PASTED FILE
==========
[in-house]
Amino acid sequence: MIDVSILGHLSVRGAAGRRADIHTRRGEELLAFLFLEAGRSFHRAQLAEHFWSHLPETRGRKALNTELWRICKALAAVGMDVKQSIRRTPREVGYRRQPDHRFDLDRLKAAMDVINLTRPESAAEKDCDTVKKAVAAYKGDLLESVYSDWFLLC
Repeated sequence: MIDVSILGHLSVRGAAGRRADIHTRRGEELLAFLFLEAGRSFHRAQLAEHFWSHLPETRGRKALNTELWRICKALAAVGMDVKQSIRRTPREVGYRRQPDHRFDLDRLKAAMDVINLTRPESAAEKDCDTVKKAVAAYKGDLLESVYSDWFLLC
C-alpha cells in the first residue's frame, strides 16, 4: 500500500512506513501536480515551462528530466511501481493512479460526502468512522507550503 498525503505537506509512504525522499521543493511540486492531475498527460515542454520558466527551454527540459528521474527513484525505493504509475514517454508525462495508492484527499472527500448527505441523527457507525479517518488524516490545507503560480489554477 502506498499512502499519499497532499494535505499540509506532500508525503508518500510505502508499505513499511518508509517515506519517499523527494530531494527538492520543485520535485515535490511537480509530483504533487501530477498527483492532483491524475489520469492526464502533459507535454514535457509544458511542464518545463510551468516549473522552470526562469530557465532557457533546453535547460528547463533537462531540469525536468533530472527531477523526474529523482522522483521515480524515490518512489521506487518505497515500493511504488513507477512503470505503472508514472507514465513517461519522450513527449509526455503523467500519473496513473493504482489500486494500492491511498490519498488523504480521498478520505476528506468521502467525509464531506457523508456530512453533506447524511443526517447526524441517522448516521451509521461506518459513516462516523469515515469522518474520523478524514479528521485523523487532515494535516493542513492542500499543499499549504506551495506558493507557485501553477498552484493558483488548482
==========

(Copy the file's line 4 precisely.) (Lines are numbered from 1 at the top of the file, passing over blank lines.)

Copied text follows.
C-alpha cells in the first residue's frame, strides 16, 4: 500500500512506513501536480515551462528530466511501481493512479460526502468512522507550503 498525503505537506509512504525522499521543493511540486492531475498527460515542454520558466527551454527540459528521474527513484525505493504509475514517454508525462495508492484527499472527500448527505441523527457507525479517518488524516490545507503560480489554477 502506498499512502499519499497532499494535505499540509506532500508525503508518500510505502508499505513499511518508509517515506519517499523527494530531494527538492520543485520535485515535490511537480509530483504533487501530477498527483492532483491524475489520469492526464502533459507535454514535457509544458511542464518545463510551468516549473522552470526562469530557465532557457533546453535547460528547463533537462531540469525536468533530472527531477523526474529523482522522483521515480524515490518512489521506487518505497515500493511504488513507477512503470505503472508514472507514465513517461519522450513527449509526455503523467500519473496513473493504482489500486494500492491511498490519498488523504480521498478520505476528506468521502467525509464531506457523508456530512453533506447524511443526517447526524441517522448516521451509521461506518459513516462516523469515515469522518474520523478524514479528521485523523487532515494535516493542513492542500499543499499549504506551495506558493507557485501553477498552484493558483488548482